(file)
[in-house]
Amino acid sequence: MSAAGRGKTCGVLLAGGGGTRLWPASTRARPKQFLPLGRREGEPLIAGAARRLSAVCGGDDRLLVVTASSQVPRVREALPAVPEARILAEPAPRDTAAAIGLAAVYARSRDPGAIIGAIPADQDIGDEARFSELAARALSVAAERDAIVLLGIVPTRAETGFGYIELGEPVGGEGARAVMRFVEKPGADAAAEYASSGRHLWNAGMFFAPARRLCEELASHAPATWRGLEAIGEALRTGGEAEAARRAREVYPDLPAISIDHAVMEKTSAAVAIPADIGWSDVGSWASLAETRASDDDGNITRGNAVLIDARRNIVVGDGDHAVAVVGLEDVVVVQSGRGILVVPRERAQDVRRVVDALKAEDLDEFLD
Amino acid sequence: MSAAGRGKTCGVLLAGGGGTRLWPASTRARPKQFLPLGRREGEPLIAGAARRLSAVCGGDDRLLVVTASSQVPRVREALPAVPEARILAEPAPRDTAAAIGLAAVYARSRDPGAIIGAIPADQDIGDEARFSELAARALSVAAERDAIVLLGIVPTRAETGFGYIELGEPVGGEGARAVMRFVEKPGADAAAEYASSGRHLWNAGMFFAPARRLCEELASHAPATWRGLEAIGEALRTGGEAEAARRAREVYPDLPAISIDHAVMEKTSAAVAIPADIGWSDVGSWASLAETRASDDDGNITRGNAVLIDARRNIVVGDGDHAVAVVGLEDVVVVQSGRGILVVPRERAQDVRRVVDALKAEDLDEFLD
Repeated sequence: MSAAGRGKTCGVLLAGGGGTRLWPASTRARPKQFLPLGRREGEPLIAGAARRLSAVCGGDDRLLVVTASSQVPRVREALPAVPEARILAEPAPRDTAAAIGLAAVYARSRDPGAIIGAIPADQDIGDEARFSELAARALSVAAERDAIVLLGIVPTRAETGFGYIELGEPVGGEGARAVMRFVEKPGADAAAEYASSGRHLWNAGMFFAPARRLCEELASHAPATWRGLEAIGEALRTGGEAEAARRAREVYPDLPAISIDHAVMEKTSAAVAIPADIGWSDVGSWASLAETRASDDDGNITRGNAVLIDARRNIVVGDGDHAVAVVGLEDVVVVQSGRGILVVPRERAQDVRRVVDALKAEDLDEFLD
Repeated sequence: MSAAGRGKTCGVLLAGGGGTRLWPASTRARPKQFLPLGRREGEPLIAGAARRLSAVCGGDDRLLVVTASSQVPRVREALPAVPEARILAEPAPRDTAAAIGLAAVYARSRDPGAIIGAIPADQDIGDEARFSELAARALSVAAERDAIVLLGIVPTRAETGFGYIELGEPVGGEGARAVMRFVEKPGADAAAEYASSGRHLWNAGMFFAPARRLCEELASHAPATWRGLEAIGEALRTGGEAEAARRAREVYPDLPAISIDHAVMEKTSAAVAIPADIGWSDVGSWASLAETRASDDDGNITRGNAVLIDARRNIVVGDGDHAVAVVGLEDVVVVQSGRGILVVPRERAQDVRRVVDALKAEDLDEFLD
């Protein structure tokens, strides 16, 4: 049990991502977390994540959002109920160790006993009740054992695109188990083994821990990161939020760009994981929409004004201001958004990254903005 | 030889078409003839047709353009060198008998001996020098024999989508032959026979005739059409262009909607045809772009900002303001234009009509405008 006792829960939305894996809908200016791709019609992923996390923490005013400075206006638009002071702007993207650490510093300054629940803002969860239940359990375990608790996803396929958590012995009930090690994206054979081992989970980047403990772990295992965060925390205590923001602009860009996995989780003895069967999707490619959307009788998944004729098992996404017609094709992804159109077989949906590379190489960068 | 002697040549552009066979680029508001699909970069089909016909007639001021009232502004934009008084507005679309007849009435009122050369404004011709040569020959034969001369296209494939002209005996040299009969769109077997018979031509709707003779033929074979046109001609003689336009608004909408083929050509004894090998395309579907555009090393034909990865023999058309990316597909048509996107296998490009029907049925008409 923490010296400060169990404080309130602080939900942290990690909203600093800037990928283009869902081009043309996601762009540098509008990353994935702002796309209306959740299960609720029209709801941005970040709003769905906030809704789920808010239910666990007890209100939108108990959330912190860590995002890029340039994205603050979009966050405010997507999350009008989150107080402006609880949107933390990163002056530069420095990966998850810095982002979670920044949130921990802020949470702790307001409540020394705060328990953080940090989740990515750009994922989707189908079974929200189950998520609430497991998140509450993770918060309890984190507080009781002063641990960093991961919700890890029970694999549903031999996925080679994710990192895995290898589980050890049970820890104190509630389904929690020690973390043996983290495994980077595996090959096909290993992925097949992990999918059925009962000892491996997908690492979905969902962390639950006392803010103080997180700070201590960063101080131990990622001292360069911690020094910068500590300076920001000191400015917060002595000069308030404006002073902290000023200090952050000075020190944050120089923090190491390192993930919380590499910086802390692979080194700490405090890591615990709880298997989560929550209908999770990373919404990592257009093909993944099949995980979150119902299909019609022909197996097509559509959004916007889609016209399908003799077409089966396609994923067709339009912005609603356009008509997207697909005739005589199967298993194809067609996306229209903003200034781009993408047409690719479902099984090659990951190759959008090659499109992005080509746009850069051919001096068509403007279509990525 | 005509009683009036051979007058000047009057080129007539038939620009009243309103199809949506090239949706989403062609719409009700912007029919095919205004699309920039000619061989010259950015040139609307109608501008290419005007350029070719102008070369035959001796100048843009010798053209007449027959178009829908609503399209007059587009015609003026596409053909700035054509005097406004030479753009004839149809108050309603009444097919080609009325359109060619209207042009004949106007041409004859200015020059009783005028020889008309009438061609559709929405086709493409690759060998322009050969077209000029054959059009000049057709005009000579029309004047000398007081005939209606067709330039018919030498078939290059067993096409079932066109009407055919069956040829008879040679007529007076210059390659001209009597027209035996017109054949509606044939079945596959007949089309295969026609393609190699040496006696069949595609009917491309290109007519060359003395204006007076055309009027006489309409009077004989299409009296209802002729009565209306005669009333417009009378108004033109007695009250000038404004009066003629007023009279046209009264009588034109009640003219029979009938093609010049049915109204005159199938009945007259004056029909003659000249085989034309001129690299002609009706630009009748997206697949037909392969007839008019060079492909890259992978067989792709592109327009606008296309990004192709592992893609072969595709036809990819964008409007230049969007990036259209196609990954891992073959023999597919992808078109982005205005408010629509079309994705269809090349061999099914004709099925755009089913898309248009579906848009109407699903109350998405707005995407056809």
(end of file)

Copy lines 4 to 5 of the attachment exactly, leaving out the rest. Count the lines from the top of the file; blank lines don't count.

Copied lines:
Repeated sequence: MSAAGRGKTCGVLLAGGGGTRLWPASTRARPKQFLPLGRREGEPLIAGAARRLSAVCGGDDRLLVVTASSQVPRVREALPAVPEARILAEPAPRDTAAAIGLAAVYARSRDPGAIIGAIPADQDIGDEARFSELAARALSVAAERDAIVLLGIVPTRAETGFGYIELGEPVGGEGARAVMRFVEKPGADAAAEYASSGRHLWNAGMFFAPARRLCEELASHAPATWRGLEAIGEALRTGGEAEAARRAREVYPDLPAISIDHAVMEKTSAAVAIPADIGWSDVGSWASLAETRASDDDGNITRGNAVLIDARRNIVVGDGDHAVAVVGLEDVVVVQSGRGILVVPRERAQDVRRVVDALKAEDLDEFLD
Repeated sequence: MSAAGRGKTCGVLLAGGGGTRLWPASTRARPKQFLPLGRREGEPLIAGAARRLSAVCGGDDRLLVVTASSQVPRVREALPAVPEARILAEPAPRDTAAAIGLAAVYARSRDPGAIIGAIPADQDIGDEARFSELAARALSVAAERDAIVLLGIVPTRAETGFGYIELGEPVGGEGARAVMRFVEKPGADAAAEYASSGRHLWNAGMFFAPARRLCEELASHAPATWRGLEAIGEALRTGGEAEAARRAREVYPDLPAISIDHAVMEKTSAAVAIPADIGWSDVGSWASLAETRASDDDGNITRGNAVLIDARRNIVVGDGDHAVAVVGLEDVVVVQSGRGILVVPRERAQDVRRVVDALKAEDLDEFLD